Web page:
"x x x, the court hereby resolves, in the interest of justice and equity and in order to fill up the deficiencies in the records of this case, to admit plaintiffs' Annexes 'A', 'B' (which is the decision in the recovery of property case) and 'C' attached to the said 'Omnibus Motion (1)' and to form integral parts of the record in this case, as reconstituted" (Parenthetical notes and underscoring Ours, Records, Civil Case No. R-581, p.127).
The foregoing Order is nothing more than an order to admit the subject decision as one of the pleadings to be reconstituted. Said Order was not a final order which terminated the reconstitution case. Rather, at that stage, the reconstitution court was still in the process of admitting pleadings and documents to be reconstituted. If there was any grant at all, it was the grant of plaintiffs' petition for reconstitution and the admission of their proferred (sic) pleadings and documents such as the subject decision. The admission of the subject decision in the reconstitution case does not make it reconstituted because the reconstitution case itself was eventually dismissed.9
The appellate court however made a parallel finding that, notwithstanding the failure of reconstitution, there should be a determination of whether or not the subject decision had become final, and that this question is best determined after trial, thus remanding the case to the lower court for further proceedings.
On 02 June 1999, the court a quo rendered a decision in favor of the heirs of Tomas Siy Chung Fu, ordering the revival of judgment in Civil Case No. 7281. Not satisfied with said ruling of the court, petitioner Rita Juco appealed the same to the Court of Appeals, alleging that the lower court erred in finding that the decision in Civil Case No. 7281 has become final and executory and that the same may be revived.
In its Decision,10 the appellate court affirmed the findings of the RTC that Rita Juco is guilty of laches and her failure to take action implies lack of interest to enforce her right over the case. The Court of Appeals stated:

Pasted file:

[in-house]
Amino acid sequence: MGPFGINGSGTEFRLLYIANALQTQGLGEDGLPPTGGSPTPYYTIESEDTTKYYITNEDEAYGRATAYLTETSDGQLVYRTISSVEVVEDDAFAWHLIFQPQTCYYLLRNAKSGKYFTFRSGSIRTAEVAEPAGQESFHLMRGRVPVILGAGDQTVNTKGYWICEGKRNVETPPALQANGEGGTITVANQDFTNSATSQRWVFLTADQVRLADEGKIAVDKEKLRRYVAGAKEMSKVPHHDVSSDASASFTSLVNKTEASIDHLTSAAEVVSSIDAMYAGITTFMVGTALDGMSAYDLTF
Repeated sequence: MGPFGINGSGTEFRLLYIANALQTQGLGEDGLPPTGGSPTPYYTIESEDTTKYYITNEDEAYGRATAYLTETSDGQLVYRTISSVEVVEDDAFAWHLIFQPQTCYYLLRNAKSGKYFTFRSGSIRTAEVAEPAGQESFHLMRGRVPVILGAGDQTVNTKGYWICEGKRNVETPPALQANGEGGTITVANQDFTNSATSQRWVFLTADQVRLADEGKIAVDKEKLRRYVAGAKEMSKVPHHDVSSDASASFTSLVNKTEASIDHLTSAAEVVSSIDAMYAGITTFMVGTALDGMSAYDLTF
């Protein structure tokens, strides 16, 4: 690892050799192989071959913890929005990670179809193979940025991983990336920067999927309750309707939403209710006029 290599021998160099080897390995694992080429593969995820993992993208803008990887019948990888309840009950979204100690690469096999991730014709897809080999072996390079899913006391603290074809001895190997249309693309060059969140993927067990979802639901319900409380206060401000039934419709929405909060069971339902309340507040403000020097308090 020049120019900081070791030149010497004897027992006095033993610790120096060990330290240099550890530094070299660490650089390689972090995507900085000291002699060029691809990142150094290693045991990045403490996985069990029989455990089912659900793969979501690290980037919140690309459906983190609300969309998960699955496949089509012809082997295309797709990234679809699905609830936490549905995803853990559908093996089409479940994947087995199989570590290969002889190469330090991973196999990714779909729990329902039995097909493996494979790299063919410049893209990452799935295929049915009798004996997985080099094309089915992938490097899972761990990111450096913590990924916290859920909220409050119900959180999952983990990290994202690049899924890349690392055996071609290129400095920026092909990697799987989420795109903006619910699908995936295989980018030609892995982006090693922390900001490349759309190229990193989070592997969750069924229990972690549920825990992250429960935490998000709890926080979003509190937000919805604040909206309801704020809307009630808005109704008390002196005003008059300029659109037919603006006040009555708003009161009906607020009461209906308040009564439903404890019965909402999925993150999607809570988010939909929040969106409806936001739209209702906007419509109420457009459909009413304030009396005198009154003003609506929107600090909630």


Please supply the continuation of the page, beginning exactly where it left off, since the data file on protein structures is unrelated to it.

True, there was a pending motion for reconsideration at the time the records of Civil Case No. 7281 were burned. However, during the period from 26 June 1976 when the records were burned up to 20 December 1990 when the present case was filed, defendant-appellant, as the movant, did not take any action to have said motion resolved. As pointed out by the court a quo, for more than 14 years since 26 June 1976 appellant did nothing to have said motion for reconsideration acted upon by the court before which it filed. Indeed, defendant-appellant slept on her right to pursue the motion for reconsideration in question making her guilty of laches. She cannot now argue that the decision sought to be revived has not yet become final and executory simply because she filed a motion for reconsideration which by her negligence remained unresolved. Accordingly, We find well taken the findings and conclusion arrived at by the court a quo, to wit:
The mere lapse of time where defendant did not take action of her case (Civil Case No. 7281) is tantamount to negligence and abandonment and her claim that the judgment in Civil Case No. 7281 has not become final and executory is without merit as laches barred him (sic) from filing any action to reconsider her motion and to prove that the judgment rendered in Civil Case No. 7281 on February 3, 1976 is not yet final and executory.
. . .
Having found earlier that by reason of laches the decision sought to be revived had already become final and executory, We find no necessity to still pass upon the issue on the finality of the decision.11
Hence, the instant petition. The issues raised can be summarized as follows:
Whether or not the decision sought to be revived became final and executory by reason of laches.
Whether or not the decision in Civil Case No.7281 can be the proper subject of an action for revival of judgment.
Whether or not the action for revival of judgment is already barred by prescription.
Ruling of the Court
I. Whether or not the decision sought to be revived became final and executory by reason of laches.
If it were not for the unfortunate event of a fire destroying the records of the original case for recovery of property with damages, this case would not have aggrandized into what it is now. The motion for reconsideration of the losing party in said case, the predecessor-in-interest of Rita Juco, would have been resolved in the ordinary course of events.
Alas, this is not to be so.
The RTC and the appellate court have drawn the conclusion that petitioner Rita Juco is guilty of laches, because she failed to take any action in securing the resolution of her Motion for Reconsideration. Both courts attribute to petitioner's negligence the lapse of time that the said motion has remained pending, thus adjudging that, by reason of abandonment, her claim that the decision has not become final and executory is without merit.Ï‚Î·Î±Ã±rÎ¿blÎµÅ¡ Î½Î¹râ€ Ï…Î±l lÎ±Ï‰ lÎ¹brÎ±rÃ¿